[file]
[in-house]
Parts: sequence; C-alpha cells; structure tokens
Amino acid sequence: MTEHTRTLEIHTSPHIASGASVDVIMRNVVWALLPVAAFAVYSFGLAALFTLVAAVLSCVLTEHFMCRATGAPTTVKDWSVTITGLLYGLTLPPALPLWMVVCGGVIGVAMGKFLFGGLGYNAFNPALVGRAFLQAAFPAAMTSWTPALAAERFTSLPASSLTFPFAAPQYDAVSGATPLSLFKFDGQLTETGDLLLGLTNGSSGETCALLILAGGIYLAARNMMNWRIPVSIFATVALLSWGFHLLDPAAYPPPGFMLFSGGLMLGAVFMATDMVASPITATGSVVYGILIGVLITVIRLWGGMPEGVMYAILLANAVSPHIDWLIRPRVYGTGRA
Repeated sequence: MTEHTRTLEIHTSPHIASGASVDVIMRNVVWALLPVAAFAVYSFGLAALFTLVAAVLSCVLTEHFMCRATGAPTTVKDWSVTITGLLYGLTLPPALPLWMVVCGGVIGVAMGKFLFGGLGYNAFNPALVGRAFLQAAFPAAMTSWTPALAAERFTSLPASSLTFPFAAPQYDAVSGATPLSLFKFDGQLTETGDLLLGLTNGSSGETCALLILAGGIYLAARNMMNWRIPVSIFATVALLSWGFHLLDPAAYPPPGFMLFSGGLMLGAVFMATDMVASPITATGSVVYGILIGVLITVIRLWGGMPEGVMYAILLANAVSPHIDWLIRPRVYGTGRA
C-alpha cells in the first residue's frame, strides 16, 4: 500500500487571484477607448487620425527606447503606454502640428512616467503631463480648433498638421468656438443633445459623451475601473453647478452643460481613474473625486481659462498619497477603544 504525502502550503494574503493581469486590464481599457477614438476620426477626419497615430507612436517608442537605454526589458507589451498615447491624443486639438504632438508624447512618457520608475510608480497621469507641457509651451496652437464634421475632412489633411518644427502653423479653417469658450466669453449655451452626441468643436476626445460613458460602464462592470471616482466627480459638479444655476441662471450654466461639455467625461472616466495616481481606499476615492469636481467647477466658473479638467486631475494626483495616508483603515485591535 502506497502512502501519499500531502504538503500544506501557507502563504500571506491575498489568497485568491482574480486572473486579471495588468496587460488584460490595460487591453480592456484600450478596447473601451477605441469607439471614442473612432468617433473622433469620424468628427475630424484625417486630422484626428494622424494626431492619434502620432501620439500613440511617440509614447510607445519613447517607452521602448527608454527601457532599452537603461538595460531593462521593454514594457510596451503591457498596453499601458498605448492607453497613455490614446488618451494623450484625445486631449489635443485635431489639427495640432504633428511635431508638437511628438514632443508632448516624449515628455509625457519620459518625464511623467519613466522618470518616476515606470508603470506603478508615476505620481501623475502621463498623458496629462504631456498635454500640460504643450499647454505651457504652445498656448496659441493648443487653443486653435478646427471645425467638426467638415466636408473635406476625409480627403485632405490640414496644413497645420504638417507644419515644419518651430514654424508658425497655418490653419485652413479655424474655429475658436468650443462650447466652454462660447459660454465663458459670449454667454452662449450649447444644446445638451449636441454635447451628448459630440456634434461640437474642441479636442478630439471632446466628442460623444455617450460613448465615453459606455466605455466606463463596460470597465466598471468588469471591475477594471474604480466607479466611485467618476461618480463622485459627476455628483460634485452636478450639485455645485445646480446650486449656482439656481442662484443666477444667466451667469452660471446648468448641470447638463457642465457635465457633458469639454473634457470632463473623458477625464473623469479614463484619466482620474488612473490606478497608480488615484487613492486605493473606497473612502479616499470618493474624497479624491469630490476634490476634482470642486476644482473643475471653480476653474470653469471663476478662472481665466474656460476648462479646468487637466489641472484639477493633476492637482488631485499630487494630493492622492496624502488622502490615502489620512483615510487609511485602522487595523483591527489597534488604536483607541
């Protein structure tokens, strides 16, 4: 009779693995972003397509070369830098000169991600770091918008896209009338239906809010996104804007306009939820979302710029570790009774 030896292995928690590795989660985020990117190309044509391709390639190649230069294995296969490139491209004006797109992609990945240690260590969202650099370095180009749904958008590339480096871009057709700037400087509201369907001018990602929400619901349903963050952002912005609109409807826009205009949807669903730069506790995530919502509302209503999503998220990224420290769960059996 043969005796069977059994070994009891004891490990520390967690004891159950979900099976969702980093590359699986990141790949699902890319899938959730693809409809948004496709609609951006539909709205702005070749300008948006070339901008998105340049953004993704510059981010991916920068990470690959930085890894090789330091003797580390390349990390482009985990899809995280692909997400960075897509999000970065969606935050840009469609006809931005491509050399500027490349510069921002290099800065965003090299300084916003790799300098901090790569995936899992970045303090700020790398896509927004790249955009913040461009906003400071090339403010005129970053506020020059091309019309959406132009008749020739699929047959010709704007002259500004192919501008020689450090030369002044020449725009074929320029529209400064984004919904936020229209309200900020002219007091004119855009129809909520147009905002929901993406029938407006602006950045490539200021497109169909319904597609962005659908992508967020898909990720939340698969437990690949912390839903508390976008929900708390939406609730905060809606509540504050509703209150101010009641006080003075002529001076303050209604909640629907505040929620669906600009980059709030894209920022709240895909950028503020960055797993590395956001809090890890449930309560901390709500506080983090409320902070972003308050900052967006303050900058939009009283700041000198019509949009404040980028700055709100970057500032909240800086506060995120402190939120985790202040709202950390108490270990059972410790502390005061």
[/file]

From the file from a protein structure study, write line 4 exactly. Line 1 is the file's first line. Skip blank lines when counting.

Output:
Repeated sequence: MTEHTRTLEIHTSPHIASGASVDVIMRNVVWALLPVAAFAVYSFGLAALFTLVAAVLSCVLTEHFMCRATGAPTTVKDWSVTITGLLYGLTLPPALPLWMVVCGGVIGVAMGKFLFGGLGYNAFNPALVGRAFLQAAFPAAMTSWTPALAAERFTSLPASSLTFPFAAPQYDAVSGATPLSLFKFDGQLTETGDLLLGLTNGSSGETCALLILAGGIYLAARNMMNWRIPVSIFATVALLSWGFHLLDPAAYPPPGFMLFSGGLMLGAVFMATDMVASPITATGSVVYGILIGVLITVIRLWGGMPEGVMYAILLANAVSPHIDWLIRPRVYGTGRA